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Is there an easy way to migrate a hosted LAMP site to Amazon Web Services? I have hobby sites and sites for family members where we're spending far too much per month compared to what we would be paying on AWS.

Typical el cheapo example of what I'd like to move over to AWS:

  • GoDaddy domain
  • site hosted at 1&1 or MochaHost
  • a handful of PHP files within a certain directory structure
  • a small MySQL database
  • .htaccess file for URL rewriting and the like

The tutorials I've found online necessitate PuTTY, Linux commands, etc. While these aren't the most cumbersome hurdles imaginable, it seems overly complicated. What's the easiest way to do this?

The ideal solution would be something like what you do to set up a web host: point GoDaddy to it, upload files, import database, done. (Bonus points for phpMyAdmin being already installed but certainly not necessary.)

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I would say that there's almost certainly not a general solution for this, as each hosted site could be different. However most of the work is in setting up the server correctly initially; once that's done it's probably only a few minutes + waiting for DNS caches to expire to move each individual site. – El Yobo Sep 6 '11 at 3:40
Further; aside from the initial server setup, it is the same as doing it on any other web host. – El Yobo Sep 6 '11 at 3:40
up vote 1 down vote accepted

It would seem the amazon AWS marketplace has now got a solution for your problem :

Or from their own site

A full LAMP stack including PHPMyAdmin with no setup required.

As for your site and database migration itself (which should require no more than file copies and a database backup/restore) the only way to make this less cumbersome is to have someone else do it for you...

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As a Web Development company I've experienced an unreal number of hosting companies. I've also been very closely involved with investigating cloud hosting solutions for sites in the LAMP and Windows stacks.

You've quoted GoDaddy, 1And1 and Mochahost for micro-sized Linux sites so I'm guessing you're using a benchmark of $2 - $4 per month, per site. It sounds like you have a "few" sites (5ish?) and need at least one database.

I've yet to see any tool that will move more than the most basic (i.e. file only, no db) websites into Cloud hosting. As most people are suggesting, there isn't much you can do to avoid the initial environment setup. (You should factor your time in too. If you spend 10 hours doing this, you could bill clients 10 x $hourly-rate and have just bought the hosting for your friends and family.)

When you look at AWS (or anyone) remember these things:

  1. Compute cycles is only where it starts. When you buy hosting from traditional ISPs they are selling you cycles, disk space AND database hosting. Their default levels for allowed cycles, database size and traffic is also typically much higher before you are stopped or charged for "overage", or over-usage.

  2. Factor in the cost of your 1 database, and consider how likely it will be that you need more. The database hosting charges can increase Cloud costs very quickly.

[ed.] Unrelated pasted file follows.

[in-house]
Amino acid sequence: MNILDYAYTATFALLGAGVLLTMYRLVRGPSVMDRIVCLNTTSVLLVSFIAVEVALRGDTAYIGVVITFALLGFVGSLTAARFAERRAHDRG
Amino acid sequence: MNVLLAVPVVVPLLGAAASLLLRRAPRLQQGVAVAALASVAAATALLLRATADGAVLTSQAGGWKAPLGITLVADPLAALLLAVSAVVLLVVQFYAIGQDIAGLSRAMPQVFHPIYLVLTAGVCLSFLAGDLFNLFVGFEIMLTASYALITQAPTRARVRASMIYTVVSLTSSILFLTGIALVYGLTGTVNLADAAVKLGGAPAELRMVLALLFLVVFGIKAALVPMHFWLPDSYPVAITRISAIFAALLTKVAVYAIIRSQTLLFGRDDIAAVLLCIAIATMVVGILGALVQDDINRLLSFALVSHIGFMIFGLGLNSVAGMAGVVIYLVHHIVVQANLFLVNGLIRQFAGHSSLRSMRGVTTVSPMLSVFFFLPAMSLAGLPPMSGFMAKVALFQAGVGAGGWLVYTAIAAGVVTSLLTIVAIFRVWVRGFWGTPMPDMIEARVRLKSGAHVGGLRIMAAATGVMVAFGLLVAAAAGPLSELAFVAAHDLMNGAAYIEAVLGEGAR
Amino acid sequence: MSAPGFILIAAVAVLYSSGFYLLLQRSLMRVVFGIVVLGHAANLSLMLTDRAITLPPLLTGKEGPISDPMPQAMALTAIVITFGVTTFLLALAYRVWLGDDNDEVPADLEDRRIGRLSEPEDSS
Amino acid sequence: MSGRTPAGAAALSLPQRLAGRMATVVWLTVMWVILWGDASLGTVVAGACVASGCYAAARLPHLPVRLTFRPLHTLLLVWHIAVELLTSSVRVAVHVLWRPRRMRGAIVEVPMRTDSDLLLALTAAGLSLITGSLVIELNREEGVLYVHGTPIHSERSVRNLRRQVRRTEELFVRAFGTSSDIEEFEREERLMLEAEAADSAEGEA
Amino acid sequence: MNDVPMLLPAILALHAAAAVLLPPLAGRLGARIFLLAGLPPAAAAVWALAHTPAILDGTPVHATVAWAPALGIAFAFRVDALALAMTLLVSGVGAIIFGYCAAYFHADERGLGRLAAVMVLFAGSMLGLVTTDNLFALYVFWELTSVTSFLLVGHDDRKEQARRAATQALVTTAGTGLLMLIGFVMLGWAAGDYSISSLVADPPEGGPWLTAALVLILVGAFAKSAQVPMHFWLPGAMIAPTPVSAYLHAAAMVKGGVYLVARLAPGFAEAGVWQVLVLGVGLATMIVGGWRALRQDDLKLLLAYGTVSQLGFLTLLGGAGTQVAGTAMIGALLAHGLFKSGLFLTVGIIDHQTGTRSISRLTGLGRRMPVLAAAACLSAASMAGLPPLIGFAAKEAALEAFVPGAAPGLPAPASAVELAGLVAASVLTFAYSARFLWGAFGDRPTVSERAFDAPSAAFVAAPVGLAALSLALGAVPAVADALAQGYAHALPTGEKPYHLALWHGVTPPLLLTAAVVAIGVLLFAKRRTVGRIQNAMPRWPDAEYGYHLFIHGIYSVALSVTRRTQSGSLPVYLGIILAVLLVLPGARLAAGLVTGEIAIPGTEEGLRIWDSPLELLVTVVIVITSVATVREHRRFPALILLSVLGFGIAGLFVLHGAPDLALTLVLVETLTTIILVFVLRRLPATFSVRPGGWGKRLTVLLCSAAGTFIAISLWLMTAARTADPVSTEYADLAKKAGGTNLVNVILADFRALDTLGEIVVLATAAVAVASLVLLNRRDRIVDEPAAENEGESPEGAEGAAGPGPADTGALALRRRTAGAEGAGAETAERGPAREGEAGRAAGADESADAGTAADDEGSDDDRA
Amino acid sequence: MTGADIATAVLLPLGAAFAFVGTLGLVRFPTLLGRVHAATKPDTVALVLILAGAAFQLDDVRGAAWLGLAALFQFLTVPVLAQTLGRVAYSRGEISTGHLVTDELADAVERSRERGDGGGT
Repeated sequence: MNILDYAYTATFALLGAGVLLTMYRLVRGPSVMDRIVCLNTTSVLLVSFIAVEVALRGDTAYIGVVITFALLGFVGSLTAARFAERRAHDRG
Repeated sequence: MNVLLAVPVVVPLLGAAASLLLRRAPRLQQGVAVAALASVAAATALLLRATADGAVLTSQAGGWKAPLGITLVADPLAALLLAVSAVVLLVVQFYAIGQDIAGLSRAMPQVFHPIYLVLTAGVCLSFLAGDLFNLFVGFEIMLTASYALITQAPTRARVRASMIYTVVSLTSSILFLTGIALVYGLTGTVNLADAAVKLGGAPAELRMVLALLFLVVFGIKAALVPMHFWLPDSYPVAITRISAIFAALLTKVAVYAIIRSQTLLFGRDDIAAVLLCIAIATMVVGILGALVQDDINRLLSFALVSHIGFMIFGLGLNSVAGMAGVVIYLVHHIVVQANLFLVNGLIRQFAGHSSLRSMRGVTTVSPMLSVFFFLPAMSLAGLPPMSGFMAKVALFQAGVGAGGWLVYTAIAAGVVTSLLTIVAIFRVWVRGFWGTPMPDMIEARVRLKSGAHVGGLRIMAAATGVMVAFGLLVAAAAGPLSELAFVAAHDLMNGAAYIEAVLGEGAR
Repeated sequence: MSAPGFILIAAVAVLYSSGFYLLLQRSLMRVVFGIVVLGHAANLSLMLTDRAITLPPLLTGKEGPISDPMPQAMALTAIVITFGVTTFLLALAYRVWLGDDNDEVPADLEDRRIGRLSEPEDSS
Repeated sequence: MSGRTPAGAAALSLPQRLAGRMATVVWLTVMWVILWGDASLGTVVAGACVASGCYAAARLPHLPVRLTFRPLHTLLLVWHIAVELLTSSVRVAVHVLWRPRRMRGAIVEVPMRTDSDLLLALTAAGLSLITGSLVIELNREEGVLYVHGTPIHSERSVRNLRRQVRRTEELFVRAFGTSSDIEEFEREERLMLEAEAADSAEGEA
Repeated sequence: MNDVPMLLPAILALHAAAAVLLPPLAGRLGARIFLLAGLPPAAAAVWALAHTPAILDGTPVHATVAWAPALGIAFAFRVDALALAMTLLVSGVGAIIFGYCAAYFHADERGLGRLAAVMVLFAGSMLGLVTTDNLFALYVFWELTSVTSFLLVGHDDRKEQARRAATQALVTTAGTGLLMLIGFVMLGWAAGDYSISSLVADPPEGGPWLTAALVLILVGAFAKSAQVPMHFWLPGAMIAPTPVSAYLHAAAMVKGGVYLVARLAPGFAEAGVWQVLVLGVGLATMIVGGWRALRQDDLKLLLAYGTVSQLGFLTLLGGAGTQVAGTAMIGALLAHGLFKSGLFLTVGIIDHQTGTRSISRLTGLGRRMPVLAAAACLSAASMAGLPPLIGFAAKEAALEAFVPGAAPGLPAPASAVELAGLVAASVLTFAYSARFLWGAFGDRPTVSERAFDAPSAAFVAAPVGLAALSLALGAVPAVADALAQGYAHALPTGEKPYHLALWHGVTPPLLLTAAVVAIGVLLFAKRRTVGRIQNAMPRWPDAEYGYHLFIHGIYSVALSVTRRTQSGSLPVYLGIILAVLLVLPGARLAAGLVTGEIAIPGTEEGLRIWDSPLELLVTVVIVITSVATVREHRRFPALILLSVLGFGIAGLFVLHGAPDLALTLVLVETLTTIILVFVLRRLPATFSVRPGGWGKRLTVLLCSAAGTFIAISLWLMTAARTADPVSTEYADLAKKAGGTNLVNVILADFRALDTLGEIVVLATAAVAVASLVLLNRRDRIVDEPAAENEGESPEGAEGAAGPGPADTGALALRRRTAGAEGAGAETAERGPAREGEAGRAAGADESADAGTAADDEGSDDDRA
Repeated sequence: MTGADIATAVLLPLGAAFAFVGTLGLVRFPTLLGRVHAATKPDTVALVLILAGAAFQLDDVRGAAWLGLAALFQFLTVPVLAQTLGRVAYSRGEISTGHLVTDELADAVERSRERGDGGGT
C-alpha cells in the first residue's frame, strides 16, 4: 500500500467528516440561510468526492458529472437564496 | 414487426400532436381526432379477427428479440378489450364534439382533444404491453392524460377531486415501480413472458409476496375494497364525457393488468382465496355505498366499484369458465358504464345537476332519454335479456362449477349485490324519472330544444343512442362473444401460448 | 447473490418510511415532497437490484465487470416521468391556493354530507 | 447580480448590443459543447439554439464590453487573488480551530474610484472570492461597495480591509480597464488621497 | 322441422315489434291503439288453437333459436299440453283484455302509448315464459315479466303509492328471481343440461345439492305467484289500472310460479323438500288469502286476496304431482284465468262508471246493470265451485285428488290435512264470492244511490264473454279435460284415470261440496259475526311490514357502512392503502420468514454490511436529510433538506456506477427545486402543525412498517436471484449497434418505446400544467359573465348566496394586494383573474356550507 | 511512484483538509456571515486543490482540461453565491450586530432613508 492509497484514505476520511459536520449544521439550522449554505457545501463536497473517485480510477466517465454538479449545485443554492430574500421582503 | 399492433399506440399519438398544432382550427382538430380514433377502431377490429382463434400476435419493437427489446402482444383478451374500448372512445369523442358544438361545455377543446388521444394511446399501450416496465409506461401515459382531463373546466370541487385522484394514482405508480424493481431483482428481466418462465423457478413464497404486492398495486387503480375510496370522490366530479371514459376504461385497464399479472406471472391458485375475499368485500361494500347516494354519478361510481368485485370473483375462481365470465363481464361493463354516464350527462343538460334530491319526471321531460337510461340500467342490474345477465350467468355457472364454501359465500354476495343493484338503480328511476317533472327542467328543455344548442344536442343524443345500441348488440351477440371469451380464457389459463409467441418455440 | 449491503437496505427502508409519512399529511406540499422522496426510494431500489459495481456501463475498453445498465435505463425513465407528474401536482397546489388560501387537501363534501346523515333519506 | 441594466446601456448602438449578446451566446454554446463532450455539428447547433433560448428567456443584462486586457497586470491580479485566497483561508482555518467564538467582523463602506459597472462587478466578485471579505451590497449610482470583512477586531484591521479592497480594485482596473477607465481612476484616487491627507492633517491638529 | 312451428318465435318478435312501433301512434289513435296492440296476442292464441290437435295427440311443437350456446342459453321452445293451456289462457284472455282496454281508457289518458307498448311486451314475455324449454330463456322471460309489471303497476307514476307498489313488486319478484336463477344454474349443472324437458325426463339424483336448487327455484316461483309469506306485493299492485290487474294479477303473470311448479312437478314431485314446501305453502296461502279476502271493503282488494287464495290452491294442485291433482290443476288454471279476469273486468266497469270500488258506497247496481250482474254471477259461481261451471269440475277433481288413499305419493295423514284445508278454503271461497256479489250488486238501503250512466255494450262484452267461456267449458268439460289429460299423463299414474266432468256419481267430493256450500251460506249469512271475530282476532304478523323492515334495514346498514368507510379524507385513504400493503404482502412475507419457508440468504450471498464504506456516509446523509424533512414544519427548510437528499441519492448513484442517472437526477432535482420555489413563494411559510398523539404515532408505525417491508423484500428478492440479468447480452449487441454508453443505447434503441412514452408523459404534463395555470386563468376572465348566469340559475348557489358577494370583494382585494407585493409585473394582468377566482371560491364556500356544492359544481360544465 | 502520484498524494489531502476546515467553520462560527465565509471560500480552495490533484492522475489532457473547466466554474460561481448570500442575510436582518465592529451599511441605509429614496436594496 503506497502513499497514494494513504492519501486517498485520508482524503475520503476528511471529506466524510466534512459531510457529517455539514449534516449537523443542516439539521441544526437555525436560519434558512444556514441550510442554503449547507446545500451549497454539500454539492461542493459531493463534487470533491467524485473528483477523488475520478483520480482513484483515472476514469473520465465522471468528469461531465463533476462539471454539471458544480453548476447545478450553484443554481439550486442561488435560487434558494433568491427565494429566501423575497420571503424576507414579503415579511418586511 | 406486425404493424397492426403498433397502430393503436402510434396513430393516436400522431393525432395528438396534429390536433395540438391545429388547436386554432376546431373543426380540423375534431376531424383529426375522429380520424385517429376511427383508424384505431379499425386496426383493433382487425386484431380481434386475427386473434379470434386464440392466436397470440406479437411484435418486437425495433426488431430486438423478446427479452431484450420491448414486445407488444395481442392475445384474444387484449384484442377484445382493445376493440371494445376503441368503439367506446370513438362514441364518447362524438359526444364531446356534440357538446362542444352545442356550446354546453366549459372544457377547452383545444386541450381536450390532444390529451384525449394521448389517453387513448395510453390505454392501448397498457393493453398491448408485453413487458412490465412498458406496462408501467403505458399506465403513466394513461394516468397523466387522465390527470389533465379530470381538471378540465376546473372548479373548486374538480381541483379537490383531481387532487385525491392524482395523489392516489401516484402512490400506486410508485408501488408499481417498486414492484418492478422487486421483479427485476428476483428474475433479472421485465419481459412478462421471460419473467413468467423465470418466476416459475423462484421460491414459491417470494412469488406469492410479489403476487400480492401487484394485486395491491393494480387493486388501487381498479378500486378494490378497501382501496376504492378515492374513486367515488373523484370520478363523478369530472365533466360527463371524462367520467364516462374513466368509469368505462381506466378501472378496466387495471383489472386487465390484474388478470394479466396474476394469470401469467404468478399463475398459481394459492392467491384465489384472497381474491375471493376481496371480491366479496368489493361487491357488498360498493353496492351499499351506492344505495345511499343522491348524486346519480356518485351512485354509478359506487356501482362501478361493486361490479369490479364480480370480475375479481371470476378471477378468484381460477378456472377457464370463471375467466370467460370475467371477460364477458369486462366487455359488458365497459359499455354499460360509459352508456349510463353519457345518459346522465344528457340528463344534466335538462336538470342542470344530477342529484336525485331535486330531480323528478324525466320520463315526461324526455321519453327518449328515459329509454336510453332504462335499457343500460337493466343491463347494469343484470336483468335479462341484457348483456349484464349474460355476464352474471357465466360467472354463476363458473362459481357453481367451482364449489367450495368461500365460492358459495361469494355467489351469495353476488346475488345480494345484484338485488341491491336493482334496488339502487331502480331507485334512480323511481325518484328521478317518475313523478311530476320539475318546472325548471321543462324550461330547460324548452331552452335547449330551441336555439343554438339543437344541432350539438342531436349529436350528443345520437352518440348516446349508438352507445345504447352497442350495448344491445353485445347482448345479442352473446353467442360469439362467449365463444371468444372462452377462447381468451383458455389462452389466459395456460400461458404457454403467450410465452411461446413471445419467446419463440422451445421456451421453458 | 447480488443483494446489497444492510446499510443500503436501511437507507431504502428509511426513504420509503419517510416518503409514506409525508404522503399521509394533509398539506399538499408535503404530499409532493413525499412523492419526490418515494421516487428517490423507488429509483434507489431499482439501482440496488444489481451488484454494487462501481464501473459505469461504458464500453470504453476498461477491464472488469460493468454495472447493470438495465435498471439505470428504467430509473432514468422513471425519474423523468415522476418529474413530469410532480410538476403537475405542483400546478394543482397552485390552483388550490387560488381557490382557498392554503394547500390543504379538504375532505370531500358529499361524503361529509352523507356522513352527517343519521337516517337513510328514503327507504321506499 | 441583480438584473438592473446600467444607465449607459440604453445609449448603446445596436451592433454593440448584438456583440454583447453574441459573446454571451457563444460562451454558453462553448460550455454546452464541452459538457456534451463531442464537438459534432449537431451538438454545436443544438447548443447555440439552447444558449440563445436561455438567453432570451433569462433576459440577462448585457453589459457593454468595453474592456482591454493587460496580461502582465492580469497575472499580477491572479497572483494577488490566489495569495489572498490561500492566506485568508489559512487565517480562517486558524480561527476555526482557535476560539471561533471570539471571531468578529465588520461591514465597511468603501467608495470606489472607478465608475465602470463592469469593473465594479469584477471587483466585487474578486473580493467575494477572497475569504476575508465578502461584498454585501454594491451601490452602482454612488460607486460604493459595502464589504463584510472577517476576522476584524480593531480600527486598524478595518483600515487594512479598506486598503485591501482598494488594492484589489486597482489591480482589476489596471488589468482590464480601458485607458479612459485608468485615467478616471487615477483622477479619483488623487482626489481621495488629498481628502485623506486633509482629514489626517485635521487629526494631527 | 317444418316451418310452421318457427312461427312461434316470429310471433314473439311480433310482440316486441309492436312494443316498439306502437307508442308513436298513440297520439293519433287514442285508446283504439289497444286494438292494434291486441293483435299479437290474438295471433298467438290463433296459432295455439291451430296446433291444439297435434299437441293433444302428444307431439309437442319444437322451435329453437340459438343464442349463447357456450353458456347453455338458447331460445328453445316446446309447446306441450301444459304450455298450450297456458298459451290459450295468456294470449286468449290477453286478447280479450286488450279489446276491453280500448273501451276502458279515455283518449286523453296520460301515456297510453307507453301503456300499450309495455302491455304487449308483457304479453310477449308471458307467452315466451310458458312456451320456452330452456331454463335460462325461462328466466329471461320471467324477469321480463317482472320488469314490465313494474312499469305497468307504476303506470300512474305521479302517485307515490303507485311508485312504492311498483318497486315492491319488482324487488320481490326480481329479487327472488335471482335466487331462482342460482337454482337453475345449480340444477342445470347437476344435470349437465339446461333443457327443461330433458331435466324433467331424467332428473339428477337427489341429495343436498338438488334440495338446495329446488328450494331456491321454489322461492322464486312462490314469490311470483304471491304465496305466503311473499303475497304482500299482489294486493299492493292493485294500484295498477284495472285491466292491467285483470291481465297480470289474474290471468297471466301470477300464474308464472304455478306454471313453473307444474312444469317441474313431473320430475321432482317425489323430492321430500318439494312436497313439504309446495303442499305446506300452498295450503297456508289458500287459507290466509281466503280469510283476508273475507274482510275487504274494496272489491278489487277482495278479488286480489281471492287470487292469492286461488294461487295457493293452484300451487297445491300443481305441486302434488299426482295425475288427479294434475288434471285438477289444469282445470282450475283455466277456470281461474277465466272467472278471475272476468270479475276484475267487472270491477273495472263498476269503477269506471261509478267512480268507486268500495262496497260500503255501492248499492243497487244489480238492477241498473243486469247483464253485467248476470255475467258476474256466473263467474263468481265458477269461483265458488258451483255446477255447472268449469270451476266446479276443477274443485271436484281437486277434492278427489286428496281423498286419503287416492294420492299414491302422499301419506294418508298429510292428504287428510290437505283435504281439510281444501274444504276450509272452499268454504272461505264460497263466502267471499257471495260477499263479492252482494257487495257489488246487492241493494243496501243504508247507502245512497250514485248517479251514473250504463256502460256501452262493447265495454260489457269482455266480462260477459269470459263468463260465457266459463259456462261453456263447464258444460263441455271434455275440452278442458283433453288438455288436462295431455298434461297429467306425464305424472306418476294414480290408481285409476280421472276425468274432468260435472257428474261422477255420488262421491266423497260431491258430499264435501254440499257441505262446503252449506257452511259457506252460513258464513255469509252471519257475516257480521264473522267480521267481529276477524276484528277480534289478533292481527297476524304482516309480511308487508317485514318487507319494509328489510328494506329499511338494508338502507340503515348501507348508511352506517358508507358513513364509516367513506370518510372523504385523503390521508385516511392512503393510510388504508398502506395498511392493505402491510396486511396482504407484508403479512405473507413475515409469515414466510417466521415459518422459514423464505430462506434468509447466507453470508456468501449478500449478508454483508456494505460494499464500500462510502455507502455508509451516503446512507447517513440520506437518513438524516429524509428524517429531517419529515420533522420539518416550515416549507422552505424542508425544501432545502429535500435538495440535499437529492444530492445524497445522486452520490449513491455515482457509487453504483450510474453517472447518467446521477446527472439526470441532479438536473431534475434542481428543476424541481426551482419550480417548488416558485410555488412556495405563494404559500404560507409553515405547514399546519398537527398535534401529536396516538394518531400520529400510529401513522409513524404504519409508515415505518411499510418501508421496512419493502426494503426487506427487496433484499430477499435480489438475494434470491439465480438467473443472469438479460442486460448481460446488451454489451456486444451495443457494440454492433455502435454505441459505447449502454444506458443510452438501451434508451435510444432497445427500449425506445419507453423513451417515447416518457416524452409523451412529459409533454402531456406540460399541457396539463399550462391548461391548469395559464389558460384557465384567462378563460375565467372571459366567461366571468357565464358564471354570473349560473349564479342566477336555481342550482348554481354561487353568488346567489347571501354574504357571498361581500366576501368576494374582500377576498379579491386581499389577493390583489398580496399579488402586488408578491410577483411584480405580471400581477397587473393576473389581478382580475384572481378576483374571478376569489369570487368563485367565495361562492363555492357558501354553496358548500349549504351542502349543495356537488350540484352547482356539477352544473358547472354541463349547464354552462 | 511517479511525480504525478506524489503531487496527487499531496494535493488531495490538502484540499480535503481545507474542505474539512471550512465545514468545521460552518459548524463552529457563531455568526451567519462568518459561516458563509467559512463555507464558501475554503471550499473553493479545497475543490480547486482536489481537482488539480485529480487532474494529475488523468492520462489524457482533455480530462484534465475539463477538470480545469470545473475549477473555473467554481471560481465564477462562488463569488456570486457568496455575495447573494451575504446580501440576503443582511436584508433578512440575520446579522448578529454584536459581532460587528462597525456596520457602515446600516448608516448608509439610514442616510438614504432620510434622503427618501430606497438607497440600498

3. While you are likely going to need few CCs (compute cycles) for your basic sites, the free tier hosting maximums are still pretty low. Anticipate breaking past the free hosting and being charged monthly.

  4. Disk space it also billed. Factor in your costs of CCs, DB and HDD by using their pricing estimator:

  5. If your friends and family want to have access to the system they won't get it unless you use a hosting company that allows "white labeling" and provides a way to split your main account into smaller mini-hosting accounts. They can even be setup to give self-admin and direct billing options if you went with a host like The problem is you don't sound like you want to bill anyone and their minimum account is likely way too big for your needs.

  6. Remember that GoDaddy (and others) frequently give away a year of hosting with even simple domain registrations. Before I got my own servers I used to take HUGE advantage of these. I've probably been given like 40+ free hosting accounts, etc. in my lifetime as a client. (I still register a ton of domain through them. I also resell their hosting.)

  7. If you aren't already, consider the use of CMS systems that support portaling (one instance, many websites under different domains). While I personally prefer DotNetNuke I'm sure that one of its LAMP stack competitors can do the same for you. This will keep you using only one database and simplify your needs further.

I hope this helps you make a well educated choice. I think it'll be a fine-line between benefits and costs. Only knowing the exact size of every site, every database and the typical traffic would allow this to be determined in advance. Database count and traffic will be your main "enemies". Optimize files to reduce disk-space needs AND your traffic levels in terms of data transferred.

Best of luck.

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Actually it depends upon your server architecture, whether you want to migrate whole of your LAMP stack to Amazon EC2.

Or use different Amazon web services for different server components like Amazon S3 for storage and Amazon RDS for mysql database and so.

In case if you are going with LAMP on EC2: This tutorial will atleast give you a head up. Anyways you still have to go with essential steps of setting up the AMI and installing LAMP through SSH.

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